We had to put our cat, Rufus, to sleep today. It was the most difficult decision I've ever had to make. He's now at rest in the raised flowerbed in our backyard next to our other cat, Somalia.
It appears Rufus had a blood clot or possibly a stroke. Back in September, I came home from work and heard a thud. Rufus had apparently attempted to get off the couch to greet me, but instead fell. I stood him up and he was having problems walking, so I rushed him to the vet. I called them as I was preparing to leave and they stayed and waited for me. The cause was uncertain then, but when he hadn't improved much the next day, they thought he'd probably had a mild stroke. The main symptom was his walking in a drunken stagger. Within just a few weeks, however, he'd appeared to have recovered.
We had to board him while we were gone for Thanksgiving. He seemed to do fine, but then I noticed after a few days of being back home he had appeared to stop eating. I might have noticed sooner, but the job of feeding him had been given to Andrew, and he didn't bother to mention it to us right away. A visit to the vet seemed to get him back on track, but then – after they'd done a follow-up call, of course – he seemed nearly to stop again.
I'd planned to call the vet today, but this morning, after Hannah woke us up, I heard him calling from the living room. I found him lying on the floor in front of the couch. Upon trying to stand him up, it seemed he was unable to. Further examination showed no movement in his tail or back legs. He was happy for the attention, though, calmed down, and began purring.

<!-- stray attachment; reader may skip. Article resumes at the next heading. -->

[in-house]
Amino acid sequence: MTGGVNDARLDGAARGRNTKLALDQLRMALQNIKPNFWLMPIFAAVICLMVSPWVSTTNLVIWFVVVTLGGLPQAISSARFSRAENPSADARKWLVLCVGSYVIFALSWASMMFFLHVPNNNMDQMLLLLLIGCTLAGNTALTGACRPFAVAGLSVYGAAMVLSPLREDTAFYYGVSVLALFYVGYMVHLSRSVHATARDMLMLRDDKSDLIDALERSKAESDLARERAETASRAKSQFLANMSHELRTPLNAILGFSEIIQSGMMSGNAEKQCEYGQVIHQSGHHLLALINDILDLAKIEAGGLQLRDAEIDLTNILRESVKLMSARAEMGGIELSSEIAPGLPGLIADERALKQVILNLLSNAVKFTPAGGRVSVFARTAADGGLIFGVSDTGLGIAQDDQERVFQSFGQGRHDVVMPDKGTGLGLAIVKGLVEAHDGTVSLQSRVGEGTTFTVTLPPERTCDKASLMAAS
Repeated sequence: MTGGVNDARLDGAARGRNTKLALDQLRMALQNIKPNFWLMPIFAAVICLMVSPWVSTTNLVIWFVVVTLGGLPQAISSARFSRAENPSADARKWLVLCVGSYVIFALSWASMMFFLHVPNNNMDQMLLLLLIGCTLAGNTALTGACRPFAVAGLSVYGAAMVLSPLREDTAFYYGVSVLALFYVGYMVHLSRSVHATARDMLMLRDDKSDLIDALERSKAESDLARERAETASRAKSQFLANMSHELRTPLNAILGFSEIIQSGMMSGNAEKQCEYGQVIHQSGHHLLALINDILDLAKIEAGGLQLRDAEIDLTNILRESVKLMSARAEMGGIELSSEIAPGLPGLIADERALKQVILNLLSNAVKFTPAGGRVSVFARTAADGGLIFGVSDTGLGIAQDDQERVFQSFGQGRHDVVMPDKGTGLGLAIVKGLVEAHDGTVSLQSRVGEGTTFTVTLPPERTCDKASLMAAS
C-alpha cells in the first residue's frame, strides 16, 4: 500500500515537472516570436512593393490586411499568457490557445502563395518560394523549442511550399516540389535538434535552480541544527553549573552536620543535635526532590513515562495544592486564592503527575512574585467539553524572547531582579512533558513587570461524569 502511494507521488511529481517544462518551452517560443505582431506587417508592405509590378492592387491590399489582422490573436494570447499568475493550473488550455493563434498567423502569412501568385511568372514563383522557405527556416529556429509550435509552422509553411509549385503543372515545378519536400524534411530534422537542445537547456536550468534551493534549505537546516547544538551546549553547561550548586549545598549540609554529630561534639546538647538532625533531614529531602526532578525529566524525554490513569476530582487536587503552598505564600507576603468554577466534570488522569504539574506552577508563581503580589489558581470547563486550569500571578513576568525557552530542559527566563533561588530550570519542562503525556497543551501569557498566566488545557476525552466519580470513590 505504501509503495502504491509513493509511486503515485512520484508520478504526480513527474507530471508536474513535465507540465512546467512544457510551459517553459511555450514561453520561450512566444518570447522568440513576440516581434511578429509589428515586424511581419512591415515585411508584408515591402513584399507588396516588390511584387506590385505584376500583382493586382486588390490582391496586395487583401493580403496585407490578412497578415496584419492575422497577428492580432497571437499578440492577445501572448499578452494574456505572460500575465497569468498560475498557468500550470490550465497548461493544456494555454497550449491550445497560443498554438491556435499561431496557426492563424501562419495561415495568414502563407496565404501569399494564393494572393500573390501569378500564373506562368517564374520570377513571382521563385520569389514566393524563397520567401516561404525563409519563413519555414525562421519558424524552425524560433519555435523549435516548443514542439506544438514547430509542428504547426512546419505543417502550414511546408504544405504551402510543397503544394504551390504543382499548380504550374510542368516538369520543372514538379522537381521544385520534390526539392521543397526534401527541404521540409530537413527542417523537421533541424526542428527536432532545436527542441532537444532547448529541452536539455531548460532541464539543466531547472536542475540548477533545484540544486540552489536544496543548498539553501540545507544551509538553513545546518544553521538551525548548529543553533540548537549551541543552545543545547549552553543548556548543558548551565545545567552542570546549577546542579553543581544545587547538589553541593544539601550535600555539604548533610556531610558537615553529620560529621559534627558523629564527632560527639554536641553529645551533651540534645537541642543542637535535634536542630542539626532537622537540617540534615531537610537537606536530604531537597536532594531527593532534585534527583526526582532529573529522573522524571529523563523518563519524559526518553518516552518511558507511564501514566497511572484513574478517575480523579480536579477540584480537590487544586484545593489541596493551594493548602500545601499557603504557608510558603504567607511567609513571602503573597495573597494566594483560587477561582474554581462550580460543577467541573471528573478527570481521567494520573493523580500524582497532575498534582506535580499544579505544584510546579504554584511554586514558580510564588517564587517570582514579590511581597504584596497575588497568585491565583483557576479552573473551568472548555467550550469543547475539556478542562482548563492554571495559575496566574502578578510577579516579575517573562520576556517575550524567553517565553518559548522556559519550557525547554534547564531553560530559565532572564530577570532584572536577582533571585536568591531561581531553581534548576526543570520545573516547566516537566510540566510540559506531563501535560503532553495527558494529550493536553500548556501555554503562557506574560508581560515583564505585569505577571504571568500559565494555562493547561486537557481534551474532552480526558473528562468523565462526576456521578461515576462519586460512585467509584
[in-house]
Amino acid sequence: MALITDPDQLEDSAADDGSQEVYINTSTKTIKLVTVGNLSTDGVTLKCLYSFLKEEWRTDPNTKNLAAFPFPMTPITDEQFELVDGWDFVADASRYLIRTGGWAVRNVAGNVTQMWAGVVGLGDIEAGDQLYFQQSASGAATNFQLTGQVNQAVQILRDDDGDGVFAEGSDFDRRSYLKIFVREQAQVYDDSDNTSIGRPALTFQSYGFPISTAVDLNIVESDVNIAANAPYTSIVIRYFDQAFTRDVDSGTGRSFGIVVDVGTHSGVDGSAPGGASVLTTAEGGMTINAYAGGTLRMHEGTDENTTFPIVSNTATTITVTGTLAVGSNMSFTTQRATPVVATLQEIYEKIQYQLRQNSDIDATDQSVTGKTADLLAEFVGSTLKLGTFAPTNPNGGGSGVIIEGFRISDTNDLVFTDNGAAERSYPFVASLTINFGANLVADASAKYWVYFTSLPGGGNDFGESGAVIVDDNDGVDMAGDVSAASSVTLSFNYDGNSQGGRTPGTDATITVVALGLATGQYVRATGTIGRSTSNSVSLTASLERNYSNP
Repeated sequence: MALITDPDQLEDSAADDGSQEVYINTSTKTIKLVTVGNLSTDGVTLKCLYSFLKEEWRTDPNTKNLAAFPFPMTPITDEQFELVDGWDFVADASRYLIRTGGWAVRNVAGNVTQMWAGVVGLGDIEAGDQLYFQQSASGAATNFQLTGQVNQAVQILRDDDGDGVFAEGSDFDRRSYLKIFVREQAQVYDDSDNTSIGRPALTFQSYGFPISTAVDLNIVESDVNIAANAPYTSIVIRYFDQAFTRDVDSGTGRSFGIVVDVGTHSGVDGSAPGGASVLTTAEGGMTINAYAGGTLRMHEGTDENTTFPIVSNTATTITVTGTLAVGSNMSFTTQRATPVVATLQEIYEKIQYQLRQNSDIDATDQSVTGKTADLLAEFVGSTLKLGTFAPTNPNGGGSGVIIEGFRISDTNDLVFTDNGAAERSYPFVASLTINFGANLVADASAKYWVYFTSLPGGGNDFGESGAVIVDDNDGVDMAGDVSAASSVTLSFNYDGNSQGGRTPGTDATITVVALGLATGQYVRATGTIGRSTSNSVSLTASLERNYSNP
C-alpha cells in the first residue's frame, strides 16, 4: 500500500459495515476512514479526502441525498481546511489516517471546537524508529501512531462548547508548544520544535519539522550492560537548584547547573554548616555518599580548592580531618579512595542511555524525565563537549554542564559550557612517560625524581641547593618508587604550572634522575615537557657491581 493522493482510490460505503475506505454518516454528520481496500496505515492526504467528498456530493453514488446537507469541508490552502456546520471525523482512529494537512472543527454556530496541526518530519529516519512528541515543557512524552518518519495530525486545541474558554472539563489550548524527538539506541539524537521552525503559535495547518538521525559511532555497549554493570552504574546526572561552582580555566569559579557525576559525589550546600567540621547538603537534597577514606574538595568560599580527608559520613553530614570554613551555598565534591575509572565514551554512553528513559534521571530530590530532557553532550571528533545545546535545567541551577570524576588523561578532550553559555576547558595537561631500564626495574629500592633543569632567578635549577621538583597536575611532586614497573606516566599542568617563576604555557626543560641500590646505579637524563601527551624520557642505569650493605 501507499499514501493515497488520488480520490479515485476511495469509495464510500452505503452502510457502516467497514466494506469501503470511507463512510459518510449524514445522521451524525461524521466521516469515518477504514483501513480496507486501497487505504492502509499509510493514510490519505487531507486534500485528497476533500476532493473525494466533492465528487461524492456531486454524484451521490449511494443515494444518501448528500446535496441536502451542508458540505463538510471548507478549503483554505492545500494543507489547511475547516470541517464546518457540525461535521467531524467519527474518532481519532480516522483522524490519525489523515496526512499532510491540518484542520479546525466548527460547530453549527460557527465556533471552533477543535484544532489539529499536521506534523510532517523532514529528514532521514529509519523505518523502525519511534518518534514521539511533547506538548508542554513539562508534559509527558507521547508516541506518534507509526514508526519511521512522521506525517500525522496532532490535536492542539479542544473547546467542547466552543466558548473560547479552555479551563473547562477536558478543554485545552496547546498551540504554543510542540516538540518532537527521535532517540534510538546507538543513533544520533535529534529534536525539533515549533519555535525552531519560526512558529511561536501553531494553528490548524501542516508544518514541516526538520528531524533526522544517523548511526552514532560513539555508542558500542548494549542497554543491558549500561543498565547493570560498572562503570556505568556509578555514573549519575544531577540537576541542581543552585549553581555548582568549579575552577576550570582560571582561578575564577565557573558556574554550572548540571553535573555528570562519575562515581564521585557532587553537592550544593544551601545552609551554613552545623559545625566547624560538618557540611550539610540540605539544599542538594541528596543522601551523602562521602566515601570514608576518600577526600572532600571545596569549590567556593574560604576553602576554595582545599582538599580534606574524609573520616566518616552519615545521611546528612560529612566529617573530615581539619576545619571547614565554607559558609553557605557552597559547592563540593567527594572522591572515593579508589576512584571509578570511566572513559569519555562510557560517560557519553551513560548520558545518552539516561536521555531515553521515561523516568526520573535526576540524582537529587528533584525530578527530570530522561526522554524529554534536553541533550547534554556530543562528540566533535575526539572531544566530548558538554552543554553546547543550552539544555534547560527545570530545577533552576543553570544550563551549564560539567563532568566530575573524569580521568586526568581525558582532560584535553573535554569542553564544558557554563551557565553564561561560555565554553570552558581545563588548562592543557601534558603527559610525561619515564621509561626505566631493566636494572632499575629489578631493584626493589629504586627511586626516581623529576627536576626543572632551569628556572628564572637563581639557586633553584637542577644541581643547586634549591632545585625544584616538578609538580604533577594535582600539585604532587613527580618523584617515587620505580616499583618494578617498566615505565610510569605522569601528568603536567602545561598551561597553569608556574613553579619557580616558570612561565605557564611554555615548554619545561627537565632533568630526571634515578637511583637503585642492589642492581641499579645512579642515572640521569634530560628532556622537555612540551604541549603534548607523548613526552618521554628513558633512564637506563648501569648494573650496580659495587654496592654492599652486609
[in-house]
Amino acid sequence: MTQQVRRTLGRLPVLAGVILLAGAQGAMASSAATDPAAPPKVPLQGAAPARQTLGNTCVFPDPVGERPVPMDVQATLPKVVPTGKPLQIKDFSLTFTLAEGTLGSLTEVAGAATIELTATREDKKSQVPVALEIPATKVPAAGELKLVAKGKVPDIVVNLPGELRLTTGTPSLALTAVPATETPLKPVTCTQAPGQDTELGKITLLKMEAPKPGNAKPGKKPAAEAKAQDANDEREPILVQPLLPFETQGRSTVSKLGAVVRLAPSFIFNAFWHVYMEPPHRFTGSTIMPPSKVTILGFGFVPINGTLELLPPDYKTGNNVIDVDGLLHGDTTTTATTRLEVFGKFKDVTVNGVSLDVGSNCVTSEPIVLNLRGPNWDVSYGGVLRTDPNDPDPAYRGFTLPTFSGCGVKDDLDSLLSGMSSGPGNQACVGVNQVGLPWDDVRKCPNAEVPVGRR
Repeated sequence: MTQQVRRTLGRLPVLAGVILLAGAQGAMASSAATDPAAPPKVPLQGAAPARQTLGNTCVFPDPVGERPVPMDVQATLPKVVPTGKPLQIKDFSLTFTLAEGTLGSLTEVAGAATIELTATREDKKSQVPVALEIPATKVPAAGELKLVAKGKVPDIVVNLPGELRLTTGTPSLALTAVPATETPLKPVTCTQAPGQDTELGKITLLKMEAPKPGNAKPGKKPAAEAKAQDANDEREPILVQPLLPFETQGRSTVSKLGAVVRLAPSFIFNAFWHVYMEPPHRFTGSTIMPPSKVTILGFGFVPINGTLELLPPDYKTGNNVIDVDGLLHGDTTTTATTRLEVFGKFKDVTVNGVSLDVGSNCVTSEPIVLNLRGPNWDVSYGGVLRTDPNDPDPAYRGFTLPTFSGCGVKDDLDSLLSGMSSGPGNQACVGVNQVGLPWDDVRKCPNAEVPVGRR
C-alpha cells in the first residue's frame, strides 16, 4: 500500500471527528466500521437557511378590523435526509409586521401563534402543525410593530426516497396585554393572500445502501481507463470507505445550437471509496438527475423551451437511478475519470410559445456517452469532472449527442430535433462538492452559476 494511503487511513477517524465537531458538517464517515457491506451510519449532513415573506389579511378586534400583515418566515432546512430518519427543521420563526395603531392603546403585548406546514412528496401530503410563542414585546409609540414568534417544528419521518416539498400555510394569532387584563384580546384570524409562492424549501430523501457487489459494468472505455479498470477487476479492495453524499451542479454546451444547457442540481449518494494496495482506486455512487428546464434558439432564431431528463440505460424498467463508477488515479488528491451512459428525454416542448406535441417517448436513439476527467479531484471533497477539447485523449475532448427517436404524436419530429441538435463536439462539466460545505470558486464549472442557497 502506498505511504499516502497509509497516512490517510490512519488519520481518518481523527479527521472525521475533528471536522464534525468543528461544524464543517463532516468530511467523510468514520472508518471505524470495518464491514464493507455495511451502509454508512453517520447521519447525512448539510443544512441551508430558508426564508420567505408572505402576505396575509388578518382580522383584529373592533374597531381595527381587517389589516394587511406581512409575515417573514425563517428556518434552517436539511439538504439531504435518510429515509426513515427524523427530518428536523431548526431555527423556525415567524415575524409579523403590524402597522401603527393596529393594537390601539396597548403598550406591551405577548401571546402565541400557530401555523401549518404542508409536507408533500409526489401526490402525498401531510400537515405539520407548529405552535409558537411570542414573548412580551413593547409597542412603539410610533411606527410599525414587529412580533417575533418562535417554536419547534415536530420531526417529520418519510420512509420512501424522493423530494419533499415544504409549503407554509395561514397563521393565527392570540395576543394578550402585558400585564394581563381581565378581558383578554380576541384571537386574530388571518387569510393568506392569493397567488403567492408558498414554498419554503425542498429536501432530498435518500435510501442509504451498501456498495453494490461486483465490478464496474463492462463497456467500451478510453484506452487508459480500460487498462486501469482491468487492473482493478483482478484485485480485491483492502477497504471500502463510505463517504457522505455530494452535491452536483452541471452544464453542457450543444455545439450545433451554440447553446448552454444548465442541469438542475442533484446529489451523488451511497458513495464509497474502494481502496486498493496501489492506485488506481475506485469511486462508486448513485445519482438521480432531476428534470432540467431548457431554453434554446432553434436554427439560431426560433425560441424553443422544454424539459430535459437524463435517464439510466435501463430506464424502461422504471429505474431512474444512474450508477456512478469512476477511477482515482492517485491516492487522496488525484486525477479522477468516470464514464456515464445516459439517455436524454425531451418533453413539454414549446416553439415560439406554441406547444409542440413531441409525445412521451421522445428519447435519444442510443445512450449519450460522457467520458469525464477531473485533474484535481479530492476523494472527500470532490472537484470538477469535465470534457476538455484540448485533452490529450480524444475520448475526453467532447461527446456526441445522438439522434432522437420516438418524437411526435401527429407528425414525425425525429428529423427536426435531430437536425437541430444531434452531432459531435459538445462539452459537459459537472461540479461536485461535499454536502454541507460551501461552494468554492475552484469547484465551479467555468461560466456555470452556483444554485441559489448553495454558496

Once we got to the vet, the prognosis wasn't good. The options boiled down to more of the kinds of tests he'd had lately or putting him down. After much heart-wrenching discussion, we decided for the latter. I stayed with him while it was done, which broke my heart.
I think I understand, now, an emotional reason for burying the dead. Digging a large hole to put a loved one in helps a little, because it actually gives you something to do and focus on. Putting him in and preparing to cover him, however, I broke down again.
Dorothy and I got Rufus from the Humane Society back in 1994. He had gotten sick and his family had been unable to care for him. The Society had gotten him healthy again and then put him up for adoption. He was about 13 months old and came with the name Rufus.
I had taken Somalia from Dorothy's family a year earlier. She was a stray who was obviously uncared for and they couldn't really handle another cat, as they had many. We naively hoped that maybe she'd get along with Rufus immediately since she hadn't been a problem for Dorothy's family. We introduced them far too soon and, naturally, she attacked Rufus, the intruder. I grabbed the cat who was closest, which happened to be Rufus, and paid for it with numerous scratches on my hands and arms. Eventually, of course, they got along, although Somalia seemed to remain the dominant one.
Rufus was an unusual cat and extremely laid back. He loved to have his belly rubbed. Once we had children, Somalia tended to just stay away from them. Rufus, however, tolerated them better.
Sometime after Walter learned to crawl, Rufus came, laid down in front of him and rolled over for a belly rub. Walter, not knowing how to pet, just grabbed his fur. Rufus didn't react, other than to give him a look like, "what are you doing? That's now how you do it," and then got up and laid down a little further away. Walter crawled over and the scene repeated itself. Rufus tried a third time before giving up and wandering off.
When Andrew was one year old, he tried riding Rufus. Meaning, essentially, he sat on Rufus, although not putting his full weight on the cat. Rufus just sat there until he could get away. Other, more high-strung cats might have responded with clawing and/or hissing, but not Rufus. The above photo of baby Andrew and Rufus is not from either incident, but was one of the few I was able to find of Rufus with one of the kids.
I realized while burying him that Rufus had been in my life longer than any of my children and almost as long as Dorothy. While I felt sad when we had to euthanize Somalia, it didn't hurt as much. That was, perhaps, because while Somalia let us feed her and pet her, she remained aloof as only a cat can. Rufus was more affectionate. I don't know that I'll ever know another cat like him. Goodbye, kitty.